Throwback: Oaktown’s 3.5.7.-Yeah!Yeah!Yeah!

Thirty-five years ago Oaktown’s 3.5.7.’s debut album, Wild & Loose was released on MC Hammer’s Bust It Records and Capital Records. Suhayla Sabir (Sweet L.D), Tabatha Zee King-Brooks (Terrible T) and Phyllis Charles (Lil P) were dancers for MC Hammer before he put them together  as Oaktown’s 3.5.7. He named them after their collective hometown of Oakland, California, and the 357 Magnum firearm because he likened their energy to the impact of a powerful gun.”Yeah! Yeah! Yeah!” was fun, funky and dominated by the sounds of screaming crowds and horn thrusts from a James Brown sample. They were not rap wizards so much as they were contemporary B-girls representing the culture minus the breakdancing. Oaktown’s 3.5.7. had to be seen to be fully appreciated because they were hip-hop dance pioneers like their mentor MC Hammer. Lil P left and two new members Sweet P and VC had joined the group by the time of the “Yeah! Yeah! Yeah!” video shoot. The video for “Yeah! Yeah! Yeah!” was played around the clock on the Video Jukebox Network where viewers could call a 1-900 number and pay up to $3.99 to request a maximum of three videos. Yo! MTV Raps also played the video.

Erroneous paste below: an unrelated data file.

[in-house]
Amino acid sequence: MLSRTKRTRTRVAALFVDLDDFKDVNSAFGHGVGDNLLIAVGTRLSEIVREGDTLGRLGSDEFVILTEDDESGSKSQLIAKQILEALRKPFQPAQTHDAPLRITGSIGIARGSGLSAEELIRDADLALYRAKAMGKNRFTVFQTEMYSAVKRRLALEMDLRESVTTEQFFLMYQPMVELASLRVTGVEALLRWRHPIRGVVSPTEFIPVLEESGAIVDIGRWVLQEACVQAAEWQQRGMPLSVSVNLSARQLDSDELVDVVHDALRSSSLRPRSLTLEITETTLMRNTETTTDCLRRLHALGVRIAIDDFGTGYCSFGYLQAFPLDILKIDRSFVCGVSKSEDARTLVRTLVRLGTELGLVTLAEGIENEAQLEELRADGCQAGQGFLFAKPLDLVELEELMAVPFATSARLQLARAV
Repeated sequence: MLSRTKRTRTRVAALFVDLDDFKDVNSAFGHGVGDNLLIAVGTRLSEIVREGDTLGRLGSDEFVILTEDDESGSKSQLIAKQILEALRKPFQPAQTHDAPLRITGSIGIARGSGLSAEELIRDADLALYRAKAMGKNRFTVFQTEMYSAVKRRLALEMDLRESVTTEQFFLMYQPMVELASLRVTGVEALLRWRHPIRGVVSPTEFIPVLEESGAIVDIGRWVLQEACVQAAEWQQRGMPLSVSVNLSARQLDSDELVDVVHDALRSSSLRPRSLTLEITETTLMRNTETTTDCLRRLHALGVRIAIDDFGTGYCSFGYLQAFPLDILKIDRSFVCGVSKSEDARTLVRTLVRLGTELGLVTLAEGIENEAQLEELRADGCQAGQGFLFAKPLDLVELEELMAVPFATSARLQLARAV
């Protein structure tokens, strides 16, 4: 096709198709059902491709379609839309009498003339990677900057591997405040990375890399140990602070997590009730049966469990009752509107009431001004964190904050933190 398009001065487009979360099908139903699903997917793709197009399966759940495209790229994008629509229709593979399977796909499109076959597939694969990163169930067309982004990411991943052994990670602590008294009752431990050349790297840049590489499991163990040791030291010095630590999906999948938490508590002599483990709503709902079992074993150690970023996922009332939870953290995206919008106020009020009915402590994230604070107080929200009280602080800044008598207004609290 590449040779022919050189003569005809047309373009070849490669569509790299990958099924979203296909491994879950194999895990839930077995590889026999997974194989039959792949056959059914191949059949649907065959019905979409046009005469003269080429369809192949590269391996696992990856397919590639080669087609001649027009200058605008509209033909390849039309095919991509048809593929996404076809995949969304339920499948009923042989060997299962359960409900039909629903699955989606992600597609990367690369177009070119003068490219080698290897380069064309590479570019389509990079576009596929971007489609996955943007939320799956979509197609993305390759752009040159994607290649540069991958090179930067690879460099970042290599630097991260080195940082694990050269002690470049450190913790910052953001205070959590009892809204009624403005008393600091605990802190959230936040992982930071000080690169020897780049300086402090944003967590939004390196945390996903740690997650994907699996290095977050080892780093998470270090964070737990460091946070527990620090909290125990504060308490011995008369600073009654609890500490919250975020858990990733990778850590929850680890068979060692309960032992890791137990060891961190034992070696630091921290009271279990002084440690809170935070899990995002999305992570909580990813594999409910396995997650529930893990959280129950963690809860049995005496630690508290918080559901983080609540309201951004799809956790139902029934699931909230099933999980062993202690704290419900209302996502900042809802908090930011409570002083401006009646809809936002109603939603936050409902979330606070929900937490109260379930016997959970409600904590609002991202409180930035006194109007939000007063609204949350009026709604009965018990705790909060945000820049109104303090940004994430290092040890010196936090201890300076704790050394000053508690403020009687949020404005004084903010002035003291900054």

Nationally, Salt-N-Pepa were the biggest woman hip-hop group at the time. J.J. Fad and The Conscious Daughters were also women rap groups from California but none of them had Oaktown’s 3.5.7’s choreograph.  Their performances were energetic, lengthy, and athletic. Janet Jackson wanted them to dance with her but Hammer’s production company denied the request. Most fans remember them for the pre-“W.A.P.” “Juicy Gotcha Krazy” that featured labelmate B Angie B. But “Yeah! Yeah! Yeah!” was also a hip-hop triumph for the Bay Area and it lit up clubs and college campuses around the country. 

Oaktown’s 3.5.7. helped define sexiness for women rappers at the time with their suggestive lyrics, an absence of curse words and fluid movements. Women artists were still able to wear hip-hop gear and not cater to a corporate male gaze. Salt-N-Pepa’s glam era had not yet started and the arrival of Lauryn Hill and Lil Kim was a few years away. The group recorded two albums before they disbanded in 1992 but reconnected via Facebook in 2015. “Yeah! Yeah! Yeah!” is still making Oaktown’s 3.5.7. new fans in 2024. The ladies are active on social media and the pulse of their music demands a remastered and reissued version of Wild & Loose